California has two ambitious targets for reducing greenhouse gas (GHG) emissions. The first, proposed by Governor Schwarzenegger in 2005 and codified in the Global Warming Solutions Act of 2006 (AB 32), requires that emissions in 2020 be no higher than emissions in 1990. The second, also proposed by the Governor, calls for California’s emissions in 2050 to be 80% below the 1990 level. President Obama has suggested a similar 2050 target for the country as a whole. Meeting this target while also assuring adequate and affordable energy for California is likely to require a dramatic transformation in the state’s energy system.
“Determining the energy system of the future involves several issues, including the extent to which we can control demand, how much we will end up electrifying our transportation, and how we will decarbonize electricity and fuel production,” said Jane Long, Center for Global Strategic Research and Principal Associate Director at Large, Lawrence Livermore National Laboratory. “CCST’s California’s Energy Future (CEF) project is looking at a variety of possible scenarios to help the state understand what its choices are.”
The CEF study, funded by the S.D. Bechtel, Jr. Foundation, the California Energy Committee, and the California Air Resources Board is drawing upon the expertise of some 40 experts from California universities, national laboratories, and other organizations. These experts have applied their own insights as well as existing energy research by such groups as Lawrence Berkeley and Lawrence Livermore National Laboratories, Google. org, and the Electric Power Research Institute to construct possible “portraits” of California’s energy system in 2050.
“To construct these portraits we are first exploring the outer bounds of how much we might ask of key technologies such as end-use technology, renewable energy, carbon sequestration or nuclear power, evaluating the likely realism of the scope of change required for each,” said Long. “Our technology ‘stress tests’ are based on technical potential and will identify the gaps in technology that would have to be filled if we are to have enough emission-free energy in 2050. For example, what new technology would we need if we were to simply use 80% less energy to do the same functions we rely on today, or draw 80% of our energy from nuclear plants or renewable energy? This is the art of the possible.”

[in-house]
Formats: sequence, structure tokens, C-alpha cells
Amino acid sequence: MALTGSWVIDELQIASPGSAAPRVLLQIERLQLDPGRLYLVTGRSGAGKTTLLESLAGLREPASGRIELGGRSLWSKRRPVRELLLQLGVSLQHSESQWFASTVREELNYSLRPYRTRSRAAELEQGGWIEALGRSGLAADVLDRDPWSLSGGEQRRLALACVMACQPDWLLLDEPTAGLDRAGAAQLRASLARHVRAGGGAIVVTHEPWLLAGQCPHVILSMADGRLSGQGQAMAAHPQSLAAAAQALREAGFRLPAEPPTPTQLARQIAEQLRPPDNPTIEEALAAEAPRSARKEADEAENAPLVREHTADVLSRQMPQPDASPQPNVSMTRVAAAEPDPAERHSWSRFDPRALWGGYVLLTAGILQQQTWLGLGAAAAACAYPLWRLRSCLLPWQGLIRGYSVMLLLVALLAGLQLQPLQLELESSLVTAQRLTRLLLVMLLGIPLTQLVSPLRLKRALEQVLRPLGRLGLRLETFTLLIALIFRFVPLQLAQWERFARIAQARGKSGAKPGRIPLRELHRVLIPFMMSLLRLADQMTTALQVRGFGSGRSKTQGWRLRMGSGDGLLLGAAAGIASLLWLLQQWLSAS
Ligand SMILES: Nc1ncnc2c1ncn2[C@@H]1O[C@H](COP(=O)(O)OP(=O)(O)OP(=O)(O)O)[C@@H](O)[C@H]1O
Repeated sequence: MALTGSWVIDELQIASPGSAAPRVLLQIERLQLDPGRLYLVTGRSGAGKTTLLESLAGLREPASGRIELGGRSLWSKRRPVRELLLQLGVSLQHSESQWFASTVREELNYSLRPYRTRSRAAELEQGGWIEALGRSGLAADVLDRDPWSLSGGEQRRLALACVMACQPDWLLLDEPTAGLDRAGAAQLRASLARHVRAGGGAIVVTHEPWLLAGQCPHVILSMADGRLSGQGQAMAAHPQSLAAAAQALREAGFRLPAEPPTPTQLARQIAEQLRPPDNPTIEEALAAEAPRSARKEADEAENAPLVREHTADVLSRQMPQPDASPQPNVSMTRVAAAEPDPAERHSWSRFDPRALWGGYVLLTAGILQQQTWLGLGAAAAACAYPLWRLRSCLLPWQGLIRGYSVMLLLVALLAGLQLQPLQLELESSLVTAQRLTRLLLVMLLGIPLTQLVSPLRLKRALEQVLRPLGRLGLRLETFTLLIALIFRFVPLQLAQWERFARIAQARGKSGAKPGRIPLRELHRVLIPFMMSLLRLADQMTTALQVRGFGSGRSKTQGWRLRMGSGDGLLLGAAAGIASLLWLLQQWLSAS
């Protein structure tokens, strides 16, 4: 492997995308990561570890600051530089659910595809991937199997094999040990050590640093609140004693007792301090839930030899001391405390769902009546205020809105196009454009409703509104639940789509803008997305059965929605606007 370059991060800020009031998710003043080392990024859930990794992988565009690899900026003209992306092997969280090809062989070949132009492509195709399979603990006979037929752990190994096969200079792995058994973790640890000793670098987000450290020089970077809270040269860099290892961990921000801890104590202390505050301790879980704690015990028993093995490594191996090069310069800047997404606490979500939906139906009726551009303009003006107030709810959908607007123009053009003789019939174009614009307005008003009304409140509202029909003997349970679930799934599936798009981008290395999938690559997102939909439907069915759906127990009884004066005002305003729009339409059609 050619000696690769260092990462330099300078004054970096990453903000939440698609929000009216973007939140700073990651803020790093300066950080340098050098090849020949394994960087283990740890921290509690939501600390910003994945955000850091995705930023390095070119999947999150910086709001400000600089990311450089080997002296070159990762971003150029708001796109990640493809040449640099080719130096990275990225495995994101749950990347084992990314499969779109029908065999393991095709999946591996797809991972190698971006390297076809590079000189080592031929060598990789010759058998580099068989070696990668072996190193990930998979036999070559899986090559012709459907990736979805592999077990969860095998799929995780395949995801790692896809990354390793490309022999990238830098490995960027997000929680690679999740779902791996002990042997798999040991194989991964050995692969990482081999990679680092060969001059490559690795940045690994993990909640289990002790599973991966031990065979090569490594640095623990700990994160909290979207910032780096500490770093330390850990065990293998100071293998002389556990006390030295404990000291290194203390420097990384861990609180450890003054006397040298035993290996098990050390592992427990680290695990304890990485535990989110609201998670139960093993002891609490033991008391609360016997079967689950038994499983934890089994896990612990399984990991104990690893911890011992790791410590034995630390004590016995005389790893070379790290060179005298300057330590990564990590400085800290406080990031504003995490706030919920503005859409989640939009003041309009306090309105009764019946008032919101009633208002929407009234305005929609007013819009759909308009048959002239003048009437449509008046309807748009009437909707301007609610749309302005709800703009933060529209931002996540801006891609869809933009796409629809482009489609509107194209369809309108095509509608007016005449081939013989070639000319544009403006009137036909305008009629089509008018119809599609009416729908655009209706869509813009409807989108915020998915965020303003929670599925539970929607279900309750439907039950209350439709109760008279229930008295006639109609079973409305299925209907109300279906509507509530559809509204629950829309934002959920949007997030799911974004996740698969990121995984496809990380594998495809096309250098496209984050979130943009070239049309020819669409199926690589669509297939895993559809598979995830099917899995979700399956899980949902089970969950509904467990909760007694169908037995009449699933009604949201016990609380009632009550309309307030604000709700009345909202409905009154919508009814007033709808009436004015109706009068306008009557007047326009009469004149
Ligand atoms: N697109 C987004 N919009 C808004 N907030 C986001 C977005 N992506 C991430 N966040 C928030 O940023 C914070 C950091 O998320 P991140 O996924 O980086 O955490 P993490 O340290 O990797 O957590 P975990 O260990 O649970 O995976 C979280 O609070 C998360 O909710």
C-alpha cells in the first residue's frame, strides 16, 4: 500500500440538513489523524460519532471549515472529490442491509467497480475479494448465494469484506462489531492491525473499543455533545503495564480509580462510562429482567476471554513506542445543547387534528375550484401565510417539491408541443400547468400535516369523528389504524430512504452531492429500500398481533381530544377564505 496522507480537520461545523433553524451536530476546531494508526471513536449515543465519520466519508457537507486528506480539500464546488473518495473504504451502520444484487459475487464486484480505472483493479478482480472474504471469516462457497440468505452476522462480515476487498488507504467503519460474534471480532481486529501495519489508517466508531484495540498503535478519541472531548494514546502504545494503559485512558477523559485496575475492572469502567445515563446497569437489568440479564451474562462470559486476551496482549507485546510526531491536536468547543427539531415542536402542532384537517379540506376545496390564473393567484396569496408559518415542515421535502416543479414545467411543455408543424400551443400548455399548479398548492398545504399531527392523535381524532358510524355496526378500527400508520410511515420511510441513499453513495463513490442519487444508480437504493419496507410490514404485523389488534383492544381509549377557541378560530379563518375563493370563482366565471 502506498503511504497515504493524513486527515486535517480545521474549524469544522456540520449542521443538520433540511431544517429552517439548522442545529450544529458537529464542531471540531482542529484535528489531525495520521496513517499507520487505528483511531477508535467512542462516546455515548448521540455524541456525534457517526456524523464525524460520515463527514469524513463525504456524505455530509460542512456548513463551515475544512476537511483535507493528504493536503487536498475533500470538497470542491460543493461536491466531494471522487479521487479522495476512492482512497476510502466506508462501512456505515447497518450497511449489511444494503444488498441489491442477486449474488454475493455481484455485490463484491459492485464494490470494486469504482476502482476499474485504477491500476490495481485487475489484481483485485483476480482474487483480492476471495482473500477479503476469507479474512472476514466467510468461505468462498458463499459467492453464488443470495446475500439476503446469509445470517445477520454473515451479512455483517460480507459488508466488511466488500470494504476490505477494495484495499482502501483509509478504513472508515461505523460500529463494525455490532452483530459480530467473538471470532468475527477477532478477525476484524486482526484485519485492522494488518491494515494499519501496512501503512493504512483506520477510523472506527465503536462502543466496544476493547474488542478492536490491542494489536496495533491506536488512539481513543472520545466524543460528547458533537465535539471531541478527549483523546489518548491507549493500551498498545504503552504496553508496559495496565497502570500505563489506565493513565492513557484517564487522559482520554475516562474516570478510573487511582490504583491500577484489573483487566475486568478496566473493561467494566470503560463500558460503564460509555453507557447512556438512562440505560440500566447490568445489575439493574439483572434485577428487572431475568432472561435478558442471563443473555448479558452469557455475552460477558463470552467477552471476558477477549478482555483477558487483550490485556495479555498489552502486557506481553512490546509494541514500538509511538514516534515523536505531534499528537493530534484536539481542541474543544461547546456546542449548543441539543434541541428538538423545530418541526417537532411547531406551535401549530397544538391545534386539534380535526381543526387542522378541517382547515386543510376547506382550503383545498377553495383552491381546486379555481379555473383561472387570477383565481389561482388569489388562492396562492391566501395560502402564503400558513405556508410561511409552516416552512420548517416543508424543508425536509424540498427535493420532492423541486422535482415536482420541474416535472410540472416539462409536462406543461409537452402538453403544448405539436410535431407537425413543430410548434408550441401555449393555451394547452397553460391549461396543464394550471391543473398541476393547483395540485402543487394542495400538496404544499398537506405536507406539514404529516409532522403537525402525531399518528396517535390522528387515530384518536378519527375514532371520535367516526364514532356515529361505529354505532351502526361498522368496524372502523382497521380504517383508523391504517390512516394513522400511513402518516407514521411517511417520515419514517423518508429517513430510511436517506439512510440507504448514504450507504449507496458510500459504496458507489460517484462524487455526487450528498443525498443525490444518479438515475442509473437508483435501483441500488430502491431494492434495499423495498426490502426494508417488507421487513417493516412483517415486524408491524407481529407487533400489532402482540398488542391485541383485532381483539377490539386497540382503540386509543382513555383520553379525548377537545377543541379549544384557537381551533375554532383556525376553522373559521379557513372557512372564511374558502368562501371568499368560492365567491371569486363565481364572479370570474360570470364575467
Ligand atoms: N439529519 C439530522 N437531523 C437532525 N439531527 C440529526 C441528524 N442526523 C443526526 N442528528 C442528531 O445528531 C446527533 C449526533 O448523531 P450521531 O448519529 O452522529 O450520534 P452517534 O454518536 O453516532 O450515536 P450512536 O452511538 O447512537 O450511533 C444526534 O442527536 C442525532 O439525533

After the CEF group completes “stress testing” these technologies, this will enable the group to develop realistic energy portraits for California in 2050, identifying combinations of energy-efficiency steps, energy carrier and supply options that can most realistically and economically get California to the 2050 target on time.
The final step will be to examine the policy implications of the CEF proposals.
“The realistic portraits will have major implications for California’s economy and public policies,” said Long. “For example, if one wants to build many more renewable energy facilities or wants to consider building advanced nuclear plants, then current laws may need revision. Similarly, the costs of new energy-efficiency measures or renewable plants may be high, and California may want to explore innovative new ways to finance them. At the same time, the switch to a low-carbon energy system may bring not only significant environmental benefits but also important economic benefits – such as new California companies and jobs.” The study is scheduled for release in early 2010, in time to impact the 2010-11 budget.